Background. As outlined in the Newborn Screening Task Force report published in August 2000, the newborn screening system is more than just testing, but also involves follow-up, diagnosis, treatment, and evaluation. As such, multiple professional and public partners need to be adequately involved in the system to help ensure success. In addition, newborn screening programs are state-based; therefore, policies and procedures vary from state to state. Historically, there has been little uniformity between state newborn screening programs.
Objective. To examine the communication practices of state newborn screening programs in the United States, particularly in relation to the medical home.
Methods. A facsimile survey of program staff in all US newborn screening programs. Survey data were collected in August 2000.
Results. All 51 programs participated. States were questioned about whether or not they had a procedure to identify the infant’s medical home before the child’s birth. Twelve states (24%) indicated that there was a procedure in place, whereas 39 states (76%) indicated that either no procedure existed or that they were unsure. In contrast, all state programs (except 1) indicated they notified the primary care physician about abnormal results and the need for follow-up. In addition, state programs reported that primary care physicians have responsibilities within the newborn screening system, particularly related to communicating with parents about screen-positive results and coordinating the collection of a second specimen. Thirty states reported that they directly notified parents of screen-positive infants of results and the need for follow-up as well.
In regard to informing parents about newborn screening, 45% of states indicated that primary care physicians had some responsibility in informing parents about newborn screening. Most often, parents were informed about newborn screening just before specimen collection, and the most commonly used techniques to educate parents were informational brochures and conversation.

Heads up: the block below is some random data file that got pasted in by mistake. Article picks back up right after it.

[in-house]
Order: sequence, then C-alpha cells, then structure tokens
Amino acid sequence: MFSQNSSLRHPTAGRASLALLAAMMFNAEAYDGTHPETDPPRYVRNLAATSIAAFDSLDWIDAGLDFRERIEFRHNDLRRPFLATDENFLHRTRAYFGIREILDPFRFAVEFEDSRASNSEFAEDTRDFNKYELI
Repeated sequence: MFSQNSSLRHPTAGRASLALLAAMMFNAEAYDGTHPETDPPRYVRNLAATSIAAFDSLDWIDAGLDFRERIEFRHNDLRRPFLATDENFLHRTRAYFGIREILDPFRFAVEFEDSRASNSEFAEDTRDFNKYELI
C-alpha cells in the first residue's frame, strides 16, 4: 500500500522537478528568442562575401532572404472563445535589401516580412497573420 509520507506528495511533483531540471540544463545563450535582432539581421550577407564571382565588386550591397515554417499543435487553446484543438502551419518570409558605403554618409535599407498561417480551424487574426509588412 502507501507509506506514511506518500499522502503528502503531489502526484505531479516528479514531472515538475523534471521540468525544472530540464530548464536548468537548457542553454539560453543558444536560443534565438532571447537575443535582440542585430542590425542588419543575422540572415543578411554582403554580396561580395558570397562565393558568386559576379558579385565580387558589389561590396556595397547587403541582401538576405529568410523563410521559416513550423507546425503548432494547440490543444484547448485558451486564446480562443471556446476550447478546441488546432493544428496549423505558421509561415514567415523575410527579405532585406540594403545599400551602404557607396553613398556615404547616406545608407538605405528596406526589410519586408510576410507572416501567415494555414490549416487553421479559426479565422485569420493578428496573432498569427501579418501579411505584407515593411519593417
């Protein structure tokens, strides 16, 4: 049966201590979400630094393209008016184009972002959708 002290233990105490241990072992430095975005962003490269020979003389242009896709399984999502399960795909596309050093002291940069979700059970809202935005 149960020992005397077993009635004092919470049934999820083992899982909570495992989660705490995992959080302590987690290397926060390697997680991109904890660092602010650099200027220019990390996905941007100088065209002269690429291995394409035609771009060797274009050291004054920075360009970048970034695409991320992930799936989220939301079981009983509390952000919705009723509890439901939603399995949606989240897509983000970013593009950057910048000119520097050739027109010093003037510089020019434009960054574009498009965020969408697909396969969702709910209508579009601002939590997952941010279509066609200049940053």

Thirty-five states reported that they engaged in long-term tracking of infants after diagnosis confirmation. Only about half of these states provided long-term tracking of all of the conditions included in their state’s newborn screening test panel. Of these 35 states that engaged in long-term tracking, 25 reported that they requested patient information from the primary care physician and/or subspecialist about ongoing treatment and follow-up.
Conclusions. Newborn screening roles and responsibilities vary tremendously between states. Improvements in communication and better-defined protocols are needed, particularly between state newborn screening programs and the medical home. Many states identified the medical home as having significant responsibilities related to the short-term follow-up of screen-positive infants. Identification of the correct medical home before testing would help to reduce unnecessary time and frustration for state newborn screening programs, especially in the follow-up of infants that are difficult to locate. In addition, primary care physicians (ie, the medical home) need to have appropriate and ongoing involvement, including a mechanism to provide feedback to their state newborn screening program. This is particularly important given the adoption of tandem mass spectrometry by an increasing number of states, and the likely expansion of newborn screening in the future. Recommendations include the following:
Primary care physicians should have appropriate and ongoing involvement in the newborn screening system and should be appropriately represented on state newborn screening advisory committees,
States should develop protocols to identify the medical home before heelstick screening,
States should work with families, primary care physicians, and prenatal health care professionals to develop well-defined systems for pretesting education of parents,
All newborn screening results (both positive and negative) should be sent to the infant’s medical home. If results are not received by the medical home, efforts should be made to obtain results,
Medical homes and subspecialists should submit follow-up information on screen-positive infants and infants with confirmed diagnoses to the state newborn screening program, regardless of the existence of state requirements to do so, and
Efforts to build enhanced direct communication systems, linking state newborn screening programs to community-based medical homes, should continue.